Column: Mike Brown Takes The Blame

From Jacksonville, Florida

It’s too bad that the Chiefs and their fans are seeing the end of Mike Brown’s pro football career.

At the age of 31 and in his 10th NFL season, Brown is struggling on the back line of the Chiefs defense; he has been all season. But never more so than what happened Sunday afternoon against the Jaguars. A missed tackle and a blown coverage provided Jacksonville with a pair of touchdowns. Those were only the most obvious of Brown’s blunders that cost the Chiefs points and a chance to take a winnable game.

“I feel bad, I feel like I cost my team the game,” Brown said. “We only lost this game by three points. It’s easy to see if I had played a better game how we might be enjoying a win today, rather than another loss.”

Mike Brown did not lose this game himself; he had a lot of help from a lot of his teammates and coaches. If Brown plays this game at an All-Pro level there’s a good chance the Chiefs would have still found other ways to lose.

It’s just that right now, the margin of error for the Chiefs is so thin they can’t overcome a bad day from one of their safeties, especially when his poor play leads to a pair of scores.

The first came in the opening quarter when Jaguars RB Rashad Jennings broke through the line of scrimmage and ran 28 yards for a touchdown. Brown had the chance to make the tackle that would have held the run to 10 or 12 yards. But Jennings fought off Brown with a stiff arm and went into the end zone.

“I missed that one; I take responsibility for that,” said Brown. “Those plays are things I cannot do if we are going to win … I had the opportunity to make the tackle and it didn’t happen.”

But the killer came in the second quarter, when Jacksonville QB David Garrard hooked up with WR Mike Sims-Walker for a 61-yard scoring play. There was only one man close to the receiver when he hauled in the pass and that was Brown, who watched helplessly as the ball flew over his head and into the arms of Sims-Walker. Brown chased him into the end zone, but was not threat to tackle him.

“The cover two, that’s my bad,” said Brown. “That was a huge play in the game. It was just bad play on my part.”

Brown reacted to something he saw near the line of scrimmage and moved up on the defense. That proved a fatal football mistake.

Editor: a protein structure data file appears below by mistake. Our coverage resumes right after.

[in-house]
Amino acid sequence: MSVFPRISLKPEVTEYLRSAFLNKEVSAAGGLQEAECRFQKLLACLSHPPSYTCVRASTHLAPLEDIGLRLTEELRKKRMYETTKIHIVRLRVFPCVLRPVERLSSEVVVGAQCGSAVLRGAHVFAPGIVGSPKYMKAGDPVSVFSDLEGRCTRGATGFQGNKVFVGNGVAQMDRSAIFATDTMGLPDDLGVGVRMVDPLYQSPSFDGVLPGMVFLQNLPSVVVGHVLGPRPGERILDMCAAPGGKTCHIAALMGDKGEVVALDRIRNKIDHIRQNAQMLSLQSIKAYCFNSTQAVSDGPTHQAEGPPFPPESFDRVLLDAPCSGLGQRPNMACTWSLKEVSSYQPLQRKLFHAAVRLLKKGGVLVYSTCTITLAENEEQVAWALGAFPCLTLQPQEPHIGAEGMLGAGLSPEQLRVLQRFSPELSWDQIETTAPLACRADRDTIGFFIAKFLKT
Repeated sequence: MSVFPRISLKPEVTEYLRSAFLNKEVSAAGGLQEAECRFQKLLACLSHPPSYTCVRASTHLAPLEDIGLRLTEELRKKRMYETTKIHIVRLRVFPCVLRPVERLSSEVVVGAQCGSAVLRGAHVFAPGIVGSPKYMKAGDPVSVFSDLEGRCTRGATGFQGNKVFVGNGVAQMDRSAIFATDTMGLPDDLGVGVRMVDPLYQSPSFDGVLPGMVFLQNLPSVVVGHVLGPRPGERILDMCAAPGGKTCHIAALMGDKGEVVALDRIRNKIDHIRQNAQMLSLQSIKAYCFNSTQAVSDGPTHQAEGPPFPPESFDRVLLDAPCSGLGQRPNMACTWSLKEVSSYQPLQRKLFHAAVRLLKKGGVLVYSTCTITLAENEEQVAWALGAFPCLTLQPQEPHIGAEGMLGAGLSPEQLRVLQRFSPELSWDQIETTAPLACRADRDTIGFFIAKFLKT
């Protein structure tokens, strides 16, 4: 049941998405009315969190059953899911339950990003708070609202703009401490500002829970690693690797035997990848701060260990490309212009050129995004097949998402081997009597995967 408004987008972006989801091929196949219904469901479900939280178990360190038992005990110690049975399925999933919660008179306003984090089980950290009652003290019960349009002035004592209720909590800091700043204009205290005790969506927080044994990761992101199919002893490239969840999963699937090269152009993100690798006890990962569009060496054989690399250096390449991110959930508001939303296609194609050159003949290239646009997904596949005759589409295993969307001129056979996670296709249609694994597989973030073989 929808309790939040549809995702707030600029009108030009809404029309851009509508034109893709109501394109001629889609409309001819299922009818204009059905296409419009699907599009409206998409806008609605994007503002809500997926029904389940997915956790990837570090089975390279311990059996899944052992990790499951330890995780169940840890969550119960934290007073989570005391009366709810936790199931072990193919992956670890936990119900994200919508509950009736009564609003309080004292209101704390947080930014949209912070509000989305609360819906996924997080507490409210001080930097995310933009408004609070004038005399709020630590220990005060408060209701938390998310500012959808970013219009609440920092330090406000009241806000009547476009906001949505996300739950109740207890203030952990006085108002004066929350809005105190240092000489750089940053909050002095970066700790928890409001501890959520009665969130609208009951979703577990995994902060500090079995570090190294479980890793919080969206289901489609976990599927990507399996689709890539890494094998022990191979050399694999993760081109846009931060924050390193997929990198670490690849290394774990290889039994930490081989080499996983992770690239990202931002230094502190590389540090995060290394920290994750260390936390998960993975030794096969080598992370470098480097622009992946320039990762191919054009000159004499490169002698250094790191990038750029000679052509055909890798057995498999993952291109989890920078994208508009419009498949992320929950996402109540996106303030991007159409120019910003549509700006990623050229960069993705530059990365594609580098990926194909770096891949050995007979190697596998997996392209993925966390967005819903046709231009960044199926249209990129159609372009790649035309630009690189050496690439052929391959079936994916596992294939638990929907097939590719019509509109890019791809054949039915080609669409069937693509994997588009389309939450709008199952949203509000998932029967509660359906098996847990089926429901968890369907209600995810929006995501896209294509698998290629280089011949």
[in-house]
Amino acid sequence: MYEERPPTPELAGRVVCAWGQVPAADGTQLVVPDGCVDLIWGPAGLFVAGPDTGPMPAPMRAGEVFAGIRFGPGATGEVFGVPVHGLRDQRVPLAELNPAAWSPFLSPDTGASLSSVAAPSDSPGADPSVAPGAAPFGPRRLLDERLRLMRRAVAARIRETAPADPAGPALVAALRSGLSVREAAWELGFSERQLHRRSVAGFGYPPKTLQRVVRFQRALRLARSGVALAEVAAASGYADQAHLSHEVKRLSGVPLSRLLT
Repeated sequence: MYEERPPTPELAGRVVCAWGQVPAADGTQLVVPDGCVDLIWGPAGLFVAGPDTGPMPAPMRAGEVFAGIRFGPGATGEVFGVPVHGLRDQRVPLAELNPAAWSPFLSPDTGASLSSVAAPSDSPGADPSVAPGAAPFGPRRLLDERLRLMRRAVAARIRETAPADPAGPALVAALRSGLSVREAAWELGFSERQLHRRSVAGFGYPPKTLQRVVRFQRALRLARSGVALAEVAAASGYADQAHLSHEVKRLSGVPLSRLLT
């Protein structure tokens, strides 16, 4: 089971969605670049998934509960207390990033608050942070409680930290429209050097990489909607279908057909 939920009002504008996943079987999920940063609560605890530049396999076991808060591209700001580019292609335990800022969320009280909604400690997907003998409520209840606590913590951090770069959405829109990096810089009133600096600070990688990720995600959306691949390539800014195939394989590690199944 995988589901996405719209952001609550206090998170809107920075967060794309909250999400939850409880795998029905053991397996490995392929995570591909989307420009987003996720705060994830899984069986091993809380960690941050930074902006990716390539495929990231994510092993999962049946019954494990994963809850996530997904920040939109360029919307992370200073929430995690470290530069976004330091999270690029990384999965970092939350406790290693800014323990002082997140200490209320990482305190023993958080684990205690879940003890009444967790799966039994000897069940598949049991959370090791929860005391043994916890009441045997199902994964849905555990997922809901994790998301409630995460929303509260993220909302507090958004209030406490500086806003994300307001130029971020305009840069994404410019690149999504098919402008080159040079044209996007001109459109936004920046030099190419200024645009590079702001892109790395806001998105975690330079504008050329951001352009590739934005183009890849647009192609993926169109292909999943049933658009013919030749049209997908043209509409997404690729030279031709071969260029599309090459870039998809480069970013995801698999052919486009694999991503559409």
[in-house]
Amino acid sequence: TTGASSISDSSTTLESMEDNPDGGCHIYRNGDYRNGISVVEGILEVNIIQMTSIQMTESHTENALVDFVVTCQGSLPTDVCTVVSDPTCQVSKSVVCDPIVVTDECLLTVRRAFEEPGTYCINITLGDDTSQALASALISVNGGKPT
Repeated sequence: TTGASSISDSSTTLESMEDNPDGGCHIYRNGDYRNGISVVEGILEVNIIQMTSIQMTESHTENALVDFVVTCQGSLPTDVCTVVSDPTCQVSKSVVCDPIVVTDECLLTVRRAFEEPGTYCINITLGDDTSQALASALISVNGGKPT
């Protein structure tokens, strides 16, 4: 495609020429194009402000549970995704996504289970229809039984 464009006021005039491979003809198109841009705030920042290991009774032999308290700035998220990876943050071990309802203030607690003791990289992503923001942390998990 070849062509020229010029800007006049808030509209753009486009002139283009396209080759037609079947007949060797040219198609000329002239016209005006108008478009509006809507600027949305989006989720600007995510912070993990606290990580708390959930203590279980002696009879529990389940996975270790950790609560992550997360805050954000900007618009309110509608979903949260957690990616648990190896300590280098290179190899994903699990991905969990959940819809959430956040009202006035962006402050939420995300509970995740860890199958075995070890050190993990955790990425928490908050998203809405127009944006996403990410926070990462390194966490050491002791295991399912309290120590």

“My responsibility is the back half of the field and I wasn’t there,” Brown said. “I think that play cost us the game.”

There were other problems for Brown and his defensive mates. They gave up other big plays during the game and forced just one turnover and had only one sack on the afternoon.

But Mike Brown was carrying this L on his shoulders, and his shoulders only.

“If I do my job, we’ve got a better chance to win at the end than we had,” said Brown. “It’s just hard to swallow.”

That Brown would stand up in another losing locker room and take the questions of the media, and then give the type of answers that he did tells you a lot about the man. He did not run and hide in the showers or training room as some players are prone to do when things go bad. In fact, Brown lingered in the locker room longer than most of his teammates. And when he was asked about the game, he left little doubt about his thoughts and who was to blame.

Brown’s personality was one of the reasons that Pioli/Haley wanted to add him to the Chiefs defense this season. They never signed him with the idea of being the starter; they figured young safeties Jarrad Page and Bernard Pollard would handle the starting duties and Brown would push them.

Page is gone to the injured-reserve list, done for the season with a calf injury. But he was having his troubles meshing with the new defensive scheme and coaching staff. Pollard’s problems doing the same became known back in early September when he was released as part of the final cutdown before the regular season.

That put Brown on the field and there’s no question that his physical skills are diminished. He does not have the speed and quickness of early in his career. That’s probably not a surprise given how many injuries he suffered through with Chicago in the last six years or so.

Brown has to play with his head and his heart. In Jacksonville, he was all heart and no head.

“To have a chance to win, those things can’t happen,” Brown said. “It’s on me.”

16 Responses to “Column: Mike Brown Takes The Blame”

  • November 8, 2009  - JJosefsen says:

    Yup, he is right. He probably cost us this game..

    On the other hand, we would have never been in this situation, if we had an offense that could do something besides the 2 minute drill.

  • November 8, 2009  - Blake says:

    I would almost like to see Morgan start at SS when McGraw comes back.

  • November 8, 2009  - alex k says:

    well…sadly this is a team with few players that belong…Flowers,Jackson,Mays(as a 4th linebacker)Hali(really showing up, REALLY making the transition)Magee(dorsey needs to get dealt, sorry but he isnt improving, he had a pressure unblocked, he just doesnt fit, trade him for a pick or two and move on, magee immediately brought more rush than they got from dorsey all year) Morgan(yep, I said it) Cassel, Long(yep again), Bowe, Succop, Colquitt….outside those players…everyone may be blown up

  • November 8, 2009  - alex k says:

    and yeah, I leave out albert till he switches to guard

  • November 8, 2009  - alex k says:

    we easily have the worst tight end group in the NFL, its as bad as the pat thomas rocky boiman LB group of last season

  • November 8, 2009  - r1chard says:

    and if we had my cousin at right guard and my step brother at ss!… blah blah blah.. lookin better…

    go chiefs!

  • November 8, 2009  - Buffalo Jay says:

    Alex K, I don’t disagree that the team needs a lot of improvement, but Dorsey is not going anywhere. He has improved greatly from last year, and is a far better option than Magee. Everyone likes to rag on Dorsey and I’m not sure why. How is Tyson Jackson doing this year? Not even close to the production we got out of Dorsey last year. Would you like to get rid of him as well?